The year is now 2008. 16 years later, I am still living with LUPUS and still there is no cure. I have been on prednisone, a corticosteroid for the entire duration. This pill, not even the size of a tic-tac is the only thing that helps me to achieve basic functions. I have tried other therapies but they haven't worked for me. Prednisone is very powerful but the side effects can be just as dangerous. Over the course of these years after diagnosis I have gained over 100 pounds, lost patches of hair and most recently, some of my teeth. My watching my physical changes has been a pendulum of emotions from one extreme to the next with the flares and emotional roller coaster ride.
There have been ups and downs, good and bad days, smiles and tears. Reflecting on the past, I regret not accomplishing many things I began such as my college education. After I got sick, I lost the desire and could never muster up the will to go back and finish. Through the grace of God, I have always held a job. Actually, for most of my adult life, I have worked two jobs. In November of 2000, I finally landed a position in my career field.
I once had aspirations of being a Federal Agent but because of my health, I never pursued that dream. Not wanting to give up totally on that dream I decided to do the next best thing and that is to assist them. I absolutely love my job although it can be very demanding. I have to mentally push myself to the highest level possible so that I remain in control of this disease (at least as much as I physically can). I have learned through faith that we all face trials within life and none of us, NONE OF US are exempt from pain and suffering. I continue my medication and have incorporated exercise in my routine. There are times when I don't have the energy to stay on the routine so I do what my body tells me to do and I rest. I continue to pray and stay as positive as I can.
It isn't an easy task especially when people to include family, so-called friends and some employers are cruel and insensitive to the point they mock your changes in appearance; criticize for what you cannot do; seek ways to jeopardize or cause adverse actions in employment; and have watched you suffer over the years to never offer to contribute a penny towards the cause. The bottom line is, nobody understands or cares about someone else's pain or trials unless they are directly related and that helps to keep things in perspective. Sometimes, it is all so overwhelming and when I think about everything collectively, I often get depressed. That is inevitable with LUPUS and will continue to happen as long as the disease is active. I rely on GOD for support during rough times and you know what? I am still here fighting the fight!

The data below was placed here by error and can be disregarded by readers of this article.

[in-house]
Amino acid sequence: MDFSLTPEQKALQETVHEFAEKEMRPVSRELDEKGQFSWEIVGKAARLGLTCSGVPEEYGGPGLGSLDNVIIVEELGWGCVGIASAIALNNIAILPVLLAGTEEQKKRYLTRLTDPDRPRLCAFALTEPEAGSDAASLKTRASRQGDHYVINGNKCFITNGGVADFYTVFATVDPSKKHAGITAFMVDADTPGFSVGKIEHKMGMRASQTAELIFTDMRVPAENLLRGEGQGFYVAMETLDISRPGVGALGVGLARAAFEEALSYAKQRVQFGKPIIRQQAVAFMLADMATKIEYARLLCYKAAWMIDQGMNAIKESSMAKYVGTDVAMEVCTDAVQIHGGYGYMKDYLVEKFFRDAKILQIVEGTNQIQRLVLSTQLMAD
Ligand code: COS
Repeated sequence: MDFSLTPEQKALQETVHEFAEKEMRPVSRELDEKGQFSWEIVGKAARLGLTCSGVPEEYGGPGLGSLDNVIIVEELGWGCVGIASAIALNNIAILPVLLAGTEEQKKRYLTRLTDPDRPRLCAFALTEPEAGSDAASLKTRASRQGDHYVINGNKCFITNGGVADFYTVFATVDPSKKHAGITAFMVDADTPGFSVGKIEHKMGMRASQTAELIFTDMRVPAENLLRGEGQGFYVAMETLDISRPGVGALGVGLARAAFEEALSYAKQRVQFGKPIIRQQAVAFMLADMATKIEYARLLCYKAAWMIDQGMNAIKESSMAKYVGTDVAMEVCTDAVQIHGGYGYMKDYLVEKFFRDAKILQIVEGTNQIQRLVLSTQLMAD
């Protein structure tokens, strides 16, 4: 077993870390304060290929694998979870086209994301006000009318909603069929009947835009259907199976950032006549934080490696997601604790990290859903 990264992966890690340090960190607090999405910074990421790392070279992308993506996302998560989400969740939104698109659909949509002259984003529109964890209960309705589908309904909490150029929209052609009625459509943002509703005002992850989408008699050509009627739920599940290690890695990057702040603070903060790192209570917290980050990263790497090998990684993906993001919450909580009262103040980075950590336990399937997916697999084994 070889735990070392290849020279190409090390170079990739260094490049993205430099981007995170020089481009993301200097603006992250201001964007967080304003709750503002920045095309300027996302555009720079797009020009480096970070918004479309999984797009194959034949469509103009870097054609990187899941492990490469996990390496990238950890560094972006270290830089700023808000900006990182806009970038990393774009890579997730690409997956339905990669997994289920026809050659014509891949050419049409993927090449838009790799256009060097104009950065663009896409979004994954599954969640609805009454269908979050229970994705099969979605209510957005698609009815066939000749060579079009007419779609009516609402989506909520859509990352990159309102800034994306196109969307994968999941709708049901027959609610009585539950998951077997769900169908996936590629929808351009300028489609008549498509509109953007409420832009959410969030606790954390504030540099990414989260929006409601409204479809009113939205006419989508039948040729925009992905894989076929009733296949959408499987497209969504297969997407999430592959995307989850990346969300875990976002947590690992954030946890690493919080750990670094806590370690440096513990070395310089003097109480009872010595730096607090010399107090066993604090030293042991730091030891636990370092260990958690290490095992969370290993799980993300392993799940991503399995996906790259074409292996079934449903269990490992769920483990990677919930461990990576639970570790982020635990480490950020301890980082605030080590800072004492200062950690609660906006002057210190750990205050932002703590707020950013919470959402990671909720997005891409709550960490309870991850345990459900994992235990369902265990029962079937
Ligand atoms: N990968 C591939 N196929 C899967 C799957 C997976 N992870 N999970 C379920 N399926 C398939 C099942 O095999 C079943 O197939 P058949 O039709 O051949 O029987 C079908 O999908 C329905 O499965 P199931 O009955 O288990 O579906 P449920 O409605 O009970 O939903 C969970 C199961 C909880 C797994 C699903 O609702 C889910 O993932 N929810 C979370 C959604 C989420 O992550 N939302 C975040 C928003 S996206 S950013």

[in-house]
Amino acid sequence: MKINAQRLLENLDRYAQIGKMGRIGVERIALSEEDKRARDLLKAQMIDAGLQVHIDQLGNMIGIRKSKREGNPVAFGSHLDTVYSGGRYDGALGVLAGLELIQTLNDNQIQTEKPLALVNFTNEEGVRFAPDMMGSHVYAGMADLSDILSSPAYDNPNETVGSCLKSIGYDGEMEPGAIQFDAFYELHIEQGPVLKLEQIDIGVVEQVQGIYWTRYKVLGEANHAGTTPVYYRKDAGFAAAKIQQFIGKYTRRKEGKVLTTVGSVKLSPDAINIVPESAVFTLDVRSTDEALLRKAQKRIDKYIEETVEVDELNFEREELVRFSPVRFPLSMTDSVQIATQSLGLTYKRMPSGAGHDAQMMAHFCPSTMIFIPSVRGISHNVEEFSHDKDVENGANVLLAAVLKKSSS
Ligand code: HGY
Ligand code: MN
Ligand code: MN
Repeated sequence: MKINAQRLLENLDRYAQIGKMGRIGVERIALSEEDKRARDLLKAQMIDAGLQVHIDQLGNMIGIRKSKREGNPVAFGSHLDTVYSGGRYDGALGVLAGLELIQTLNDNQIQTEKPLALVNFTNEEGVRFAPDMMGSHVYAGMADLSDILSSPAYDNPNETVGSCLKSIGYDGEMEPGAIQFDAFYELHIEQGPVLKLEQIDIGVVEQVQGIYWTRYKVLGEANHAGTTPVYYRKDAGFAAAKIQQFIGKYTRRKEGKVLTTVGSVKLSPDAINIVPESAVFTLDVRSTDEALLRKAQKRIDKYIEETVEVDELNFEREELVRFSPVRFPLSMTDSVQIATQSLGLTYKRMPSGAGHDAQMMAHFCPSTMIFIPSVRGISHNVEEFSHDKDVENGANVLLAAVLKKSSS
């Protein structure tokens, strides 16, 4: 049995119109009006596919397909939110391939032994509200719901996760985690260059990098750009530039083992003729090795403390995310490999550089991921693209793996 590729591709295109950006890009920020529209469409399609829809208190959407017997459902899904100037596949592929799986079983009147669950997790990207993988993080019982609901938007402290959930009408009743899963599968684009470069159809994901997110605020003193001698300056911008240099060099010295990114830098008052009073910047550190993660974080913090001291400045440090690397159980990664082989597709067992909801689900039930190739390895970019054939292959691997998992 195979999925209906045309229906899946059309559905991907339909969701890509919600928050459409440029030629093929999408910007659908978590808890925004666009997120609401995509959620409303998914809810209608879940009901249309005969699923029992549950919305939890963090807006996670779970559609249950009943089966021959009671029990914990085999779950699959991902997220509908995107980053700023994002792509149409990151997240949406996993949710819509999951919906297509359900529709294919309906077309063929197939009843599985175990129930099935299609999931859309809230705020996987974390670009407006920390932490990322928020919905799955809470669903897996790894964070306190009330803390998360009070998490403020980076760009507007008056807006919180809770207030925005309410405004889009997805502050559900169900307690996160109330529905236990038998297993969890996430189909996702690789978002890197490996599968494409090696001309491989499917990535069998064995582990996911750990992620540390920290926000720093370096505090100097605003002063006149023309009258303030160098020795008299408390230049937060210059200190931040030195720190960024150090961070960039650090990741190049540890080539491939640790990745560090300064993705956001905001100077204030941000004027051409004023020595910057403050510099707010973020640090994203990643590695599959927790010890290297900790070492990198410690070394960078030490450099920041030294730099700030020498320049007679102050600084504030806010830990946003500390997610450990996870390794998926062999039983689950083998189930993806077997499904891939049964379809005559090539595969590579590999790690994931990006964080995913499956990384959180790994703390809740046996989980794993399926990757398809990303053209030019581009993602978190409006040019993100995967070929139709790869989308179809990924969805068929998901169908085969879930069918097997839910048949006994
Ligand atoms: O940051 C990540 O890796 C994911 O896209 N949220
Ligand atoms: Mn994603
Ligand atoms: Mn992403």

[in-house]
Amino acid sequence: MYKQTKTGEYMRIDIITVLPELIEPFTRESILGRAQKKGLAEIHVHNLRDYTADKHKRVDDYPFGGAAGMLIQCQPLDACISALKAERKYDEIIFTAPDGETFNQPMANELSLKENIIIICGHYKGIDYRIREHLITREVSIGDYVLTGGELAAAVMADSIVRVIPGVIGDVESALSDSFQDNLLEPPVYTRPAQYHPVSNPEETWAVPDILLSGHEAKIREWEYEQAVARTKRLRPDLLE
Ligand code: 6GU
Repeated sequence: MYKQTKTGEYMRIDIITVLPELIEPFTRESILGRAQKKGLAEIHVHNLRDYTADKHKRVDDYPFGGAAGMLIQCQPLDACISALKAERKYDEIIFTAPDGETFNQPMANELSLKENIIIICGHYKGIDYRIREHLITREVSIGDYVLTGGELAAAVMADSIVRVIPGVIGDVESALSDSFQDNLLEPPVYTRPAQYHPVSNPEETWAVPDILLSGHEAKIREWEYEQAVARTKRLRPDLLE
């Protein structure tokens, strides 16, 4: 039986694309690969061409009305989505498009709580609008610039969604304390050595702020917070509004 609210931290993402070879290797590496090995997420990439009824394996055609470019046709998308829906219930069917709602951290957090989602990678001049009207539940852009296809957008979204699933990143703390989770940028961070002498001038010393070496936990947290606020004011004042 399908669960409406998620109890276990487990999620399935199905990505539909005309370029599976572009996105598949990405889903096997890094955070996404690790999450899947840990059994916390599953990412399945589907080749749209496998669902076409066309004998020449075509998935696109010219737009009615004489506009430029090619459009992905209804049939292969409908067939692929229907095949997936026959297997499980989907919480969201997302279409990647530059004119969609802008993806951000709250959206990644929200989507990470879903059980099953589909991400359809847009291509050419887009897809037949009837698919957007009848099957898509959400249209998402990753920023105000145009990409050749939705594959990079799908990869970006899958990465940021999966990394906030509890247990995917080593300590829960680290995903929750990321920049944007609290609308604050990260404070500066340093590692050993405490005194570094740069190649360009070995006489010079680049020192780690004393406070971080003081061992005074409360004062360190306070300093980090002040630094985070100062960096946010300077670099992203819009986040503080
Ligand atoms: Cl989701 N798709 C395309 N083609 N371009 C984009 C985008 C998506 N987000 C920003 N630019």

To my true remaining family and friends, I say, "I know I have put you through changes but please, hang in there with me". "Momma, I know you are looking down on me and I feel your presence urging me to stay strong". "For you, I will! I won't give up without a fight. Just like you Momma, I will fight to the end." The Alliance for LUPUS Research has initiated a nationwide Walk program that is designed to raise both awareness and dollars for the fight against LUPUS. For the past several years, I have made several tenacious efforts to have this disease recognized as AIDS, Cancer, Diabetes and now Autism. Though my efforts are tireless, not much progress has been made. I have contacted local radio stations, magazines, newspapers and social organizations geared toward African Americans and received little interest for sponsorship and/or donations. This is from our own community! Those that have contributed and made commitments to do so, I thank you very much for your support. It is my hope that media networks would include in their rotation a PSA on LUPUS as they have with the aforementioned conditions.
Not many people have heard of this disease even though it affects hundreds of thousands of people, more specifically, women of color. Further, since not many "household names or celebrities" have been associated with LUPUS, this disease has really been placed on the back-burner which results in the lack of funding, incorrect diagnosis and late diagnosis after there has been organ development (which is often fatal). LUPUS is devastating and it affects mostly women and women of color. It is reported that every 30 minutes, someone is diagnosed with LUPUS. Every 30 minutes!
"WALK WITH US TO CURE LUPUS WALKATHON"
You may also send donations by check directly to the Alliance for LUPUS Research
Please be sure to include my participant number, DC-510000, on the memo line of any check donation.
Donations are tax deductible - the TAX ID for ALR is 58-2492929.
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For more information on LUPUS and how you can help, please visit the Alliance for LUPUS Research on the web at www.LUPUSresearch.org or call them toll free at 800 867-1743.